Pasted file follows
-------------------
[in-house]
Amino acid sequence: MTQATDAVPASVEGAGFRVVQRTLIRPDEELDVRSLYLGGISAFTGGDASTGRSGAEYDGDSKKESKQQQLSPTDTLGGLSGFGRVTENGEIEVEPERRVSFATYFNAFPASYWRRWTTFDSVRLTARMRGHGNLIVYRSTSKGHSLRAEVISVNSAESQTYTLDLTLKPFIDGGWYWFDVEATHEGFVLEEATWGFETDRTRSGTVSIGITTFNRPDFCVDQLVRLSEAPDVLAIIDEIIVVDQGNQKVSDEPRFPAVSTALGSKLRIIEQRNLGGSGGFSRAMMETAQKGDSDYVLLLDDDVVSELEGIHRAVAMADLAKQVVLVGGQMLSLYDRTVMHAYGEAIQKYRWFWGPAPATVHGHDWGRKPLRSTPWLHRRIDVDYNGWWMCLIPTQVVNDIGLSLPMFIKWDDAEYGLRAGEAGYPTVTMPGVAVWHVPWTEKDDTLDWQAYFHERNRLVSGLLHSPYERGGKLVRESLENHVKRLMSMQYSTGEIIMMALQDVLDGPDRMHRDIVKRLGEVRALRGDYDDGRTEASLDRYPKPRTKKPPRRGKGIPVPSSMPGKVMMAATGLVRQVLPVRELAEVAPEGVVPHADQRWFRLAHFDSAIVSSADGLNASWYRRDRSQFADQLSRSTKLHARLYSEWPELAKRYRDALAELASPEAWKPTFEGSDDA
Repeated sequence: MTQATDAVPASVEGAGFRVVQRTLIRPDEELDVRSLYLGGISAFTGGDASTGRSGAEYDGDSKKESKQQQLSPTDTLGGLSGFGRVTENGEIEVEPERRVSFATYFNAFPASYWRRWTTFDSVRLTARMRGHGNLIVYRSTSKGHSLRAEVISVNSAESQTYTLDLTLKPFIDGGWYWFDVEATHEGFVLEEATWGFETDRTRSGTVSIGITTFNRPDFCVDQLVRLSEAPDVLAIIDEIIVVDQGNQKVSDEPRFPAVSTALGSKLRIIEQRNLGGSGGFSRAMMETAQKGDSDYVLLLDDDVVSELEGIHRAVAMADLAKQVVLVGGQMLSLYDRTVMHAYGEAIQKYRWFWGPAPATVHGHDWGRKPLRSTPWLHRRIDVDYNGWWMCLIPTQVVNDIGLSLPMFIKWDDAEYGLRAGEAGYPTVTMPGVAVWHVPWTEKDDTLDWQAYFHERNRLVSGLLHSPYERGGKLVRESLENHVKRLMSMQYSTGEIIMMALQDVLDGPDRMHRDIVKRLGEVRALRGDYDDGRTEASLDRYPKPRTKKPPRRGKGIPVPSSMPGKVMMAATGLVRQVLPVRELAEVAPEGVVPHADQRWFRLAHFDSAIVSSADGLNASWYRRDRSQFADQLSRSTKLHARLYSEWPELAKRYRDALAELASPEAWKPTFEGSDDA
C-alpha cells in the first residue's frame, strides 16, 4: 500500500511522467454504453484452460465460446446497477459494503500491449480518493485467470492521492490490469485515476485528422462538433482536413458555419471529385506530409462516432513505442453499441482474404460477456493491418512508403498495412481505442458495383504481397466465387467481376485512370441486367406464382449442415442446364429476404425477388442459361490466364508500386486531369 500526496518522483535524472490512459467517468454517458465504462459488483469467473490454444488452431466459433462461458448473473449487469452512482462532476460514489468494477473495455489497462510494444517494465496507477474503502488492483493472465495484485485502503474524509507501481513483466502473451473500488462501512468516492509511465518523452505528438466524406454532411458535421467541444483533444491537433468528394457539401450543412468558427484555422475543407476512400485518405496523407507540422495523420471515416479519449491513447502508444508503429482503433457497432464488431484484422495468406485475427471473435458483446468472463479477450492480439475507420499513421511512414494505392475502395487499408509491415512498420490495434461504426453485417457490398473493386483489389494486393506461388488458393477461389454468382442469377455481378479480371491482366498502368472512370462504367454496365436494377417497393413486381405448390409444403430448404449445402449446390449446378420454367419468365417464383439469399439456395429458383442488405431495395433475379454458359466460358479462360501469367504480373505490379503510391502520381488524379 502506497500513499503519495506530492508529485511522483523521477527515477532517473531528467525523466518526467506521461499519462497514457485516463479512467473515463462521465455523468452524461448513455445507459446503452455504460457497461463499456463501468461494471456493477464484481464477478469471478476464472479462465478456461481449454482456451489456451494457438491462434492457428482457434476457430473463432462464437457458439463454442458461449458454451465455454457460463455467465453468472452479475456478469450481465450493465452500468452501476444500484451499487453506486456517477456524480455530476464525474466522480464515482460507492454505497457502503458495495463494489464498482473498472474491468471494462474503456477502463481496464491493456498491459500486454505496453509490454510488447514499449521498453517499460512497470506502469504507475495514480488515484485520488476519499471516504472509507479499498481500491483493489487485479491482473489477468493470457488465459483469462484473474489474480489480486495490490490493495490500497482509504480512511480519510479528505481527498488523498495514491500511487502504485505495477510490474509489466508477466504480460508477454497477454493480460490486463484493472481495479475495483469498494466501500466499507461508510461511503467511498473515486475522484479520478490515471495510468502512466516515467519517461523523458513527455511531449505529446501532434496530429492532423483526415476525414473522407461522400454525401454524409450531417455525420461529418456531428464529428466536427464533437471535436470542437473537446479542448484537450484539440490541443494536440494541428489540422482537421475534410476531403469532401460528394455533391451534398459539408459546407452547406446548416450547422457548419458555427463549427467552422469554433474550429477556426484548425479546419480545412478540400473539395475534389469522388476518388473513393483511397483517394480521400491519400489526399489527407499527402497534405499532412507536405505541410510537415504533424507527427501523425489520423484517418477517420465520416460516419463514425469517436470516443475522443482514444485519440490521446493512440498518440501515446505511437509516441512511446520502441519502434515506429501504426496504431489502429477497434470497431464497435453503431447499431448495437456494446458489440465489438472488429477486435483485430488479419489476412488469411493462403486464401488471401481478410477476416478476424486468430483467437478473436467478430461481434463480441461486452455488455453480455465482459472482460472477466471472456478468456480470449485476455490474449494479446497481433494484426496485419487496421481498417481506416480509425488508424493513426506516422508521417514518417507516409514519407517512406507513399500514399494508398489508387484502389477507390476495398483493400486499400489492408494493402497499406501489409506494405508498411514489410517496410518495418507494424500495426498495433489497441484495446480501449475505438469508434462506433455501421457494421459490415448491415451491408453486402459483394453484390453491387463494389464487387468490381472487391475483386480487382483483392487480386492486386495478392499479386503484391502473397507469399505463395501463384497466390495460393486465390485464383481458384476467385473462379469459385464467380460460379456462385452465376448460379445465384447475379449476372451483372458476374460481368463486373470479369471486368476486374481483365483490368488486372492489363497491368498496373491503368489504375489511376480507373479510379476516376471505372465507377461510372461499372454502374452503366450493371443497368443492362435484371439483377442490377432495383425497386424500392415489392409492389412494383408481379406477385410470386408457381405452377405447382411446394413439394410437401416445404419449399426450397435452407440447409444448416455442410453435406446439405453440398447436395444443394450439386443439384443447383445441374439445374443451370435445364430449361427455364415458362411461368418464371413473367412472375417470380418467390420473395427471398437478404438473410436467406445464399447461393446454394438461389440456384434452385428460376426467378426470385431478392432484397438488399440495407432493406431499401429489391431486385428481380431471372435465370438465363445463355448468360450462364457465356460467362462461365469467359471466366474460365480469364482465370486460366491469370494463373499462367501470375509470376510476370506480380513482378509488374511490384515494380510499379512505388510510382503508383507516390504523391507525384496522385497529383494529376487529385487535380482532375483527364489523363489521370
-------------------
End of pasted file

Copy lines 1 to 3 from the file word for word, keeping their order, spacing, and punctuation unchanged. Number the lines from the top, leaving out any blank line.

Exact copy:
[in-house]
Amino acid sequence: MTQATDAVPASVEGAGFRVVQRTLIRPDEELDVRSLYLGGISAFTGGDASTGRSGAEYDGDSKKESKQQQLSPTDTLGGLSGFGRVTENGEIEVEPERRVSFATYFNAFPASYWRRWTTFDSVRLTARMRGHGNLIVYRSTSKGHSLRAEVISVNSAESQTYTLDLTLKPFIDGGWYWFDVEATHEGFVLEEATWGFETDRTRSGTVSIGITTFNRPDFCVDQLVRLSEAPDVLAIIDEIIVVDQGNQKVSDEPRFPAVSTALGSKLRIIEQRNLGGSGGFSRAMMETAQKGDSDYVLLLDDDVVSELEGIHRAVAMADLAKQVVLVGGQMLSLYDRTVMHAYGEAIQKYRWFWGPAPATVHGHDWGRKPLRSTPWLHRRIDVDYNGWWMCLIPTQVVNDIGLSLPMFIKWDDAEYGLRAGEAGYPTVTMPGVAVWHVPWTEKDDTLDWQAYFHERNRLVSGLLHSPYERGGKLVRESLENHVKRLMSMQYSTGEIIMMALQDVLDGPDRMHRDIVKRLGEVRALRGDYDDGRTEASLDRYPKPRTKKPPRRGKGIPVPSSMPGKVMMAATGLVRQVLPVRELAEVAPEGVVPHADQRWFRLAHFDSAIVSSADGLNASWYRRDRSQFADQLSRSTKLHARLYSEWPELAKRYRDALAELASPEAWKPTFEGSDDA
Repeated sequence: MTQATDAVPASVEGAGFRVVQRTLIRPDEELDVRSLYLGGISAFTGGDASTGRSGAEYDGDSKKESKQQQLSPTDTLGGLSGFGRVTENGEIEVEPERRVSFATYFNAFPASYWRRWTTFDSVRLTARMRGHGNLIVYRSTSKGHSLRAEVISVNSAESQTYTLDLTLKPFIDGGWYWFDVEATHEGFVLEEATWGFETDRTRSGTVSIGITTFNRPDFCVDQLVRLSEAPDVLAIIDEIIVVDQGNQKVSDEPRFPAVSTALGSKLRIIEQRNLGGSGGFSRAMMETAQKGDSDYVLLLDDDVVSELEGIHRAVAMADLAKQVVLVGGQMLSLYDRTVMHAYGEAIQKYRWFWGPAPATVHGHDWGRKPLRSTPWLHRRIDVDYNGWWMCLIPTQVVNDIGLSLPMFIKWDDAEYGLRAGEAGYPTVTMPGVAVWHVPWTEKDDTLDWQAYFHERNRLVSGLLHSPYERGGKLVRESLENHVKRLMSMQYSTGEIIMMALQDVLDGPDRMHRDIVKRLGEVRALRGDYDDGRTEASLDRYPKPRTKKPPRRGKGIPVPSSMPGKVMMAATGLVRQVLPVRELAEVAPEGVVPHADQRWFRLAHFDSAIVSSADGLNASWYRRDRSQFADQLSRSTKLHARLYSEWPELAKRYRDALAELASPEAWKPTFEGSDDA